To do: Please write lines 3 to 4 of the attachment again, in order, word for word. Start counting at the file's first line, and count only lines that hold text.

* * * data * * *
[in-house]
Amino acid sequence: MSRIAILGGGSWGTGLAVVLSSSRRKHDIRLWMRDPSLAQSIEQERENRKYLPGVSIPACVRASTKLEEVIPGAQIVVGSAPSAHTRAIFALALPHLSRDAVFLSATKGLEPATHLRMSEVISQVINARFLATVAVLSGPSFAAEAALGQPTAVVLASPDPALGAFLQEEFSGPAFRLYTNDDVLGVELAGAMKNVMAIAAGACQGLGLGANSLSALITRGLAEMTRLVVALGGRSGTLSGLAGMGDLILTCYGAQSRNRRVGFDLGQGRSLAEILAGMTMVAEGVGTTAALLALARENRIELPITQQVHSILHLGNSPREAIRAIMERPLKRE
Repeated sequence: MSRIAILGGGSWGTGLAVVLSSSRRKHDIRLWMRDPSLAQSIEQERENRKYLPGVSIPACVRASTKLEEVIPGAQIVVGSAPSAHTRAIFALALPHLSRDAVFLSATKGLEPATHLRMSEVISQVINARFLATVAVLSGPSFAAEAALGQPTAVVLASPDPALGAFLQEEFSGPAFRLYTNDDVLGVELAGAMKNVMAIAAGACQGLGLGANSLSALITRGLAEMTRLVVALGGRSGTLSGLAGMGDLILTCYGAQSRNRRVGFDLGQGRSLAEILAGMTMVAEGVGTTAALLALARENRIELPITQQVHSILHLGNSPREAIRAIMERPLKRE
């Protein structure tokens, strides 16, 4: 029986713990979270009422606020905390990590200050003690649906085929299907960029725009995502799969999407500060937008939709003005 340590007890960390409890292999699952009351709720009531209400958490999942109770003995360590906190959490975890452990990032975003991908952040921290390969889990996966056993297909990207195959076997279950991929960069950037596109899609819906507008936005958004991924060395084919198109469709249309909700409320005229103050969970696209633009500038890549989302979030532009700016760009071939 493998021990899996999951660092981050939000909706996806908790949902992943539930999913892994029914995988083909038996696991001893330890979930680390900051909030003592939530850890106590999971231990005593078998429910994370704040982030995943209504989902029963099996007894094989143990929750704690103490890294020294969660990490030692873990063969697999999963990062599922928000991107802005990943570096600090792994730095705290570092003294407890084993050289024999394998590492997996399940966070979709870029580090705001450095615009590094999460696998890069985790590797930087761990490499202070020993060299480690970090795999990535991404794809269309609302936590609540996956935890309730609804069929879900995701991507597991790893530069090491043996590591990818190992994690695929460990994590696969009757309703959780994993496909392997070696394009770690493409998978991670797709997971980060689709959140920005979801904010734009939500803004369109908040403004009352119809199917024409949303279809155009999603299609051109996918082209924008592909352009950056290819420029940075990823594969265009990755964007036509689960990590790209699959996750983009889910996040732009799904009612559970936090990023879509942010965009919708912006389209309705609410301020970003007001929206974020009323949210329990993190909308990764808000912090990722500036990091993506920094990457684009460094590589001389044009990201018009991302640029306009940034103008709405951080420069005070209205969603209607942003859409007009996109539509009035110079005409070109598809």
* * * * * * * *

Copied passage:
Repeated sequence: MSRIAILGGGSWGTGLAVVLSSSRRKHDIRLWMRDPSLAQSIEQERENRKYLPGVSIPACVRASTKLEEVIPGAQIVVGSAPSAHTRAIFALALPHLSRDAVFLSATKGLEPATHLRMSEVISQVINARFLATVAVLSGPSFAAEAALGQPTAVVLASPDPALGAFLQEEFSGPAFRLYTNDDVLGVELAGAMKNVMAIAAGACQGLGLGANSLSALITRGLAEMTRLVVALGGRSGTLSGLAGMGDLILTCYGAQSRNRRVGFDLGQGRSLAEILAGMTMVAEGVGTTAALLALARENRIELPITQQVHSILHLGNSPREAIRAIMERPLKRE
């Protein structure tokens, strides 16, 4: 029986713990979270009422606020905390990590200050003690649906085929299907960029725009995502799969999407500060937008939709003005 340590007890960390409890292999699952009351709720009531209400958490999942109770003995360590906190959490975890452990990032975003991908952040921290390969889990996966056993297909990207195959076997279950991929960069950037596109899609819906507008936005958004991924060395084919198109469709249309909700409320005229103050969970696209633009500038890549989302979030532009700016760009071939 493998021990899996999951660092981050939000909706996806908790949902992943539930999913892994029914995988083909038996696991001893330890979930680390900051909030003592939530850890106590999971231990005593078998429910994370704040982030995943209504989902029963099996007894094989143990929750704690103490890294020294969660990490030692873990063969697999999963990062599922928000991107802005990943570096600090792994730095705290570092003294407890084993050289024999394998590492997996399940966070979709870029580090705001450095615009590094999460696998890069985790590797930087761990490499202070020993060299480690970090795999990535991404794809269309609302936590609540996956935890309730609804069929879900995701991507597991790893530069090491043996590591990818190992994690695929460990994590696969009757309703959780994993496909392997070696394009770690493409998978991670797709997971980060689709959140920005979801904010734009939500803004369109908040403004009352119809199917024409949303279809155009999603299609051109996918082209924008592909352009950056290819420029940075990823594969265009990755964007036509689960990590790209699959996750983009889910996040732009799904009612559970936090990023879509942010965009919708912006389209309705609410301020970003007001929206974020009323949210329990993190909308990764808000912090990722500036990091993506920094990457684009460094590589001389044009990201018009991302640029306009940034103008709405951080420069005070209205969603209607942003859409007009996109539509009035110079005409070109598809």